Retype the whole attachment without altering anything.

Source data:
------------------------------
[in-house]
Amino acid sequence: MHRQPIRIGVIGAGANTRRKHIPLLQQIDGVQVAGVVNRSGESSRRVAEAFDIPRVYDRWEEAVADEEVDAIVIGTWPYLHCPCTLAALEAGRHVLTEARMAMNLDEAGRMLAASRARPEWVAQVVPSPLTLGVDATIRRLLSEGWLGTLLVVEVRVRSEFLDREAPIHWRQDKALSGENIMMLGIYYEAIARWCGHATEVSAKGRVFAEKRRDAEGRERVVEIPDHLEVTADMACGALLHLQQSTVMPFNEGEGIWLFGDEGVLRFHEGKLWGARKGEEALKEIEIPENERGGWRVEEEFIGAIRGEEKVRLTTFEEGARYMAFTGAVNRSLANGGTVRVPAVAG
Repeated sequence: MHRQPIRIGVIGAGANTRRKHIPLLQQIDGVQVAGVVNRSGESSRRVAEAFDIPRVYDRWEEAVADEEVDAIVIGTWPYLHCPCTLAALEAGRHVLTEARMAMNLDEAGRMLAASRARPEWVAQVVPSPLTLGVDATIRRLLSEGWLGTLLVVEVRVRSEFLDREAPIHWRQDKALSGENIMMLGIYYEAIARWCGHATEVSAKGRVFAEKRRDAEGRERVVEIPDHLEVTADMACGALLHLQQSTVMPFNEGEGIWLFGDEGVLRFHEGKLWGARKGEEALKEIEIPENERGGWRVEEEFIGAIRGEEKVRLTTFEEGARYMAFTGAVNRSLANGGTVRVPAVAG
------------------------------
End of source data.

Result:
[in-house]
Amino acid sequence: MHRQPIRIGVIGAGANTRRKHIPLLQQIDGVQVAGVVNRSGESSRRVAEAFDIPRVYDRWEEAVADEEVDAIVIGTWPYLHCPCTLAALEAGRHVLTEARMAMNLDEAGRMLAASRARPEWVAQVVPSPLTLGVDATIRRLLSEGWLGTLLVVEVRVRSEFLDREAPIHWRQDKALSGENIMMLGIYYEAIARWCGHATEVSAKGRVFAEKRRDAEGRERVVEIPDHLEVTADMACGALLHLQQSTVMPFNEGEGIWLFGDEGVLRFHEGKLWGARKGEEALKEIEIPENERGGWRVEEEFIGAIRGEEKVRLTTFEEGARYMAFTGAVNRSLANGGTVRVPAVAG
Repeated sequence: MHRQPIRIGVIGAGANTRRKHIPLLQQIDGVQVAGVVNRSGESSRRVAEAFDIPRVYDRWEEAVADEEVDAIVIGTWPYLHCPCTLAALEAGRHVLTEARMAMNLDEAGRMLAASRARPEWVAQVVPSPLTLGVDATIRRLLSEGWLGTLLVVEVRVRSEFLDREAPIHWRQDKALSGENIMMLGIYYEAIARWCGHATEVSAKGRVFAEKRRDAEGRERVVEIPDHLEVTADMACGALLHLQQSTVMPFNEGEGIWLFGDEGVLRFHEGKLWGARKGEEALKEIEIPENERGGWRVEEEFIGAIRGEEKVRLTTFEEGARYMAFTGAVNRSLANGGTVRVPAVAG